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The brand new movie adaptation of the classic musical Les Misérables features an all-star cast - including Russell Crowe, Amanda Seyfried, Anne Hathaway, Sacha Baron Cohen and Hugh Jackman - but what's on the soundtrack album? Find out with our track-by-track guide.
One of the most imposing openings to a musical we can think of, Look Down is a towering song to kick off this soundtrack. It's also the first taste of Hugh Jackman's singing voice as the hero of Les Mis, Jean Valjean.
Colm Wilkinson is, for fans of the stage version of Les Misérables, something of a legend. He's played Jean Valjean on numerous occasions and demands for songs like 'Bring Him Home' at his concerts is reportedly huge. In the movie version, he plays the Bishop of Digne.
Another key emotional moment, Hugh Jackman delivers a charged soliloquy early on in the soundtrack.
After a monstrous foreman slings Fantine (Anne Hathaway, pictured) into the streets, it's up to Jean Valjean to help her a best he can.
One of the most iconic songs in Les Miserables is ably tackled by Anne Hathaway, nominated for a clutch of awards thanks to her performance as Fantine.
As the title suggests, this angry song sees Jean Valjean and the villainous Javert (played by a moody Russell Crowe) meet and have a heated discussion.
Plucked from obscurity to become the face of Les Mis, Isabelle Allen (pictured with Hugh Jackman as Jean Valjean) plays the orphan Cosette, and this song is her moment in the spotlight.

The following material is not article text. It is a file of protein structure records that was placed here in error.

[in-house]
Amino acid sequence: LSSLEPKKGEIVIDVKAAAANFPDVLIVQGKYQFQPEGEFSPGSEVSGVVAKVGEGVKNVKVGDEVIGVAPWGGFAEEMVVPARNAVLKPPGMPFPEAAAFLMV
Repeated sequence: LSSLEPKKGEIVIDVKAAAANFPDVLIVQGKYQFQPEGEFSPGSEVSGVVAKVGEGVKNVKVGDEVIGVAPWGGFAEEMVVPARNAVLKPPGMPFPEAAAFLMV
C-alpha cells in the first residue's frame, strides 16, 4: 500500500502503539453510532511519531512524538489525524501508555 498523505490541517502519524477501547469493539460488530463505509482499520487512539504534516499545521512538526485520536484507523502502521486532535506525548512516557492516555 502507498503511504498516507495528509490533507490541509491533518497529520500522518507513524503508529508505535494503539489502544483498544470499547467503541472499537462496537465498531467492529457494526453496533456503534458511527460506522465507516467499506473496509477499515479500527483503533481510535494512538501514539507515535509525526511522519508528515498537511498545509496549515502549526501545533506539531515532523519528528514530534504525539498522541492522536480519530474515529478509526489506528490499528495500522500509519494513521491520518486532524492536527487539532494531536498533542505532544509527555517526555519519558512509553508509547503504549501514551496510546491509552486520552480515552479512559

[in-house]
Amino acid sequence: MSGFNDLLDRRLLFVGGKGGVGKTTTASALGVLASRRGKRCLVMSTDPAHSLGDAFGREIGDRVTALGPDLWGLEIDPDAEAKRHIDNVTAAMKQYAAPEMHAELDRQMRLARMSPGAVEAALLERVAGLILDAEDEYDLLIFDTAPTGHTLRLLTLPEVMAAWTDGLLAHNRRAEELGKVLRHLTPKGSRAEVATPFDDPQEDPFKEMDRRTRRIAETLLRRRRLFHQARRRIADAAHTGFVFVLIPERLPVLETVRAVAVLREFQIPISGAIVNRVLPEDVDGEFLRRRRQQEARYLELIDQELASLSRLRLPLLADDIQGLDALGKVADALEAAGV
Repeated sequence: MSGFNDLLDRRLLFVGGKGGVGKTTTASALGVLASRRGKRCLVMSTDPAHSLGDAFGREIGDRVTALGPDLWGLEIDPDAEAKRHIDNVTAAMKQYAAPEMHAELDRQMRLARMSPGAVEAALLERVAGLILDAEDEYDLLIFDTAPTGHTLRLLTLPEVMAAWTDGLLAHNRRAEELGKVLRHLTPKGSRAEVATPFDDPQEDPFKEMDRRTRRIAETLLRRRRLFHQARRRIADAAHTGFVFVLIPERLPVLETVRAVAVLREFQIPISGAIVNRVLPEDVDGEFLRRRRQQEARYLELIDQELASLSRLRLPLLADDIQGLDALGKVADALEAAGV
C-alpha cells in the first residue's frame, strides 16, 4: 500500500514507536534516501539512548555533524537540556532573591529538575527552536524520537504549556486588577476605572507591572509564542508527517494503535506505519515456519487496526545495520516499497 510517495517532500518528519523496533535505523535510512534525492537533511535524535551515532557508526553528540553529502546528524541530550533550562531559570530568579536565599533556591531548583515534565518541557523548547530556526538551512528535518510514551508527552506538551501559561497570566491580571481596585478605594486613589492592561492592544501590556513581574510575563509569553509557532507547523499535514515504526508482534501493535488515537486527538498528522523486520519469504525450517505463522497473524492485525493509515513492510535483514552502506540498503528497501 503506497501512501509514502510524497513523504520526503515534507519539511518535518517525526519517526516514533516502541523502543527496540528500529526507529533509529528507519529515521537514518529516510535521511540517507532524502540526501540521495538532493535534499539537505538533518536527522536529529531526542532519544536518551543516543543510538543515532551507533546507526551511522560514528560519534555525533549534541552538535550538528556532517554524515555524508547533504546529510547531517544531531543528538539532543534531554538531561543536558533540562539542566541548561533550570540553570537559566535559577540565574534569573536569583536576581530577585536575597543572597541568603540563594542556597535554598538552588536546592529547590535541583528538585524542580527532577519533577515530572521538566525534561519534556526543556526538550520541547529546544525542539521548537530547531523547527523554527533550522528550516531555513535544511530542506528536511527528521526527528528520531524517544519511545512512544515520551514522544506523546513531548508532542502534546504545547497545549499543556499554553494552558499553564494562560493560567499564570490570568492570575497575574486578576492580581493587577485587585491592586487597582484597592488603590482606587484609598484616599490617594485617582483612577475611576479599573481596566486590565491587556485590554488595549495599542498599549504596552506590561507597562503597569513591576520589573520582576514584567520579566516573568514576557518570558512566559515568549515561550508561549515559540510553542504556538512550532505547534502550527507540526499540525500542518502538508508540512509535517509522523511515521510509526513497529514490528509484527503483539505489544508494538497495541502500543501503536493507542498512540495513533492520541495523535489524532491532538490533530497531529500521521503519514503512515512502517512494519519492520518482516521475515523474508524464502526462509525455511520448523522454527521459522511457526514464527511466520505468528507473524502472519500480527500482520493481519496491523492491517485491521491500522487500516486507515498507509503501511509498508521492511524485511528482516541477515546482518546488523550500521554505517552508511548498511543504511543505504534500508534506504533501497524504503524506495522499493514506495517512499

A barely-recognisable Sacha Baron Cohen and Helena Bonham-Carter collaborate for a little comic relief in this jaunty number. Watch out for the language, though...
When Jean Valjean realises that he has a strong connection with young Cosette, he sings this beautiful little song of devotion. "I'm so afraid of failing you," he sings, the embodiment of a man who has never truly loved before.
Russell Crowe shines in this powerful number, one of his character Javert's defining moments.
Eddie Redmayne tackles the crucial role of student Marius Pontmercy in Les Mis.
No stranger to musicals, Amanda Seyfried plays the grown-up Cosette, and makes her vocal entrance with these two incredible songs.
One of the most poignant songs in Les Mis is sung by the character Eponine, a crucial link between Marius Pontmercy and Cosette, and beautifully played by Samantha Barks.
The whole cast get in on the act with this ensemble piece - just one example of the stirring power of Schoenber and Boublil's musical.
A doleful and desolate Pontmercy asks only one thing in this song...
Another contender for the most iconic song from Les Mis, this is Hugh Jackman's big moment.
The Final Battle of Les Misérables is a typically charged affair, featuring the whole cast.
Spoiler alert! Russell Crowe is called on to make his final singing slot in the soundtrack to Les Mis - and what a song to go out on.
The aftermath of the final battle is summed up in Eddie Redmayne's version of Empty Chairs at Empty Tables.
Another number featuring the whole cast, the Epilogue begins in an almost funereal style, but ends with the kind of bombast you'd expect. A soaring end to an emotional rollercoaster of a soundtrack.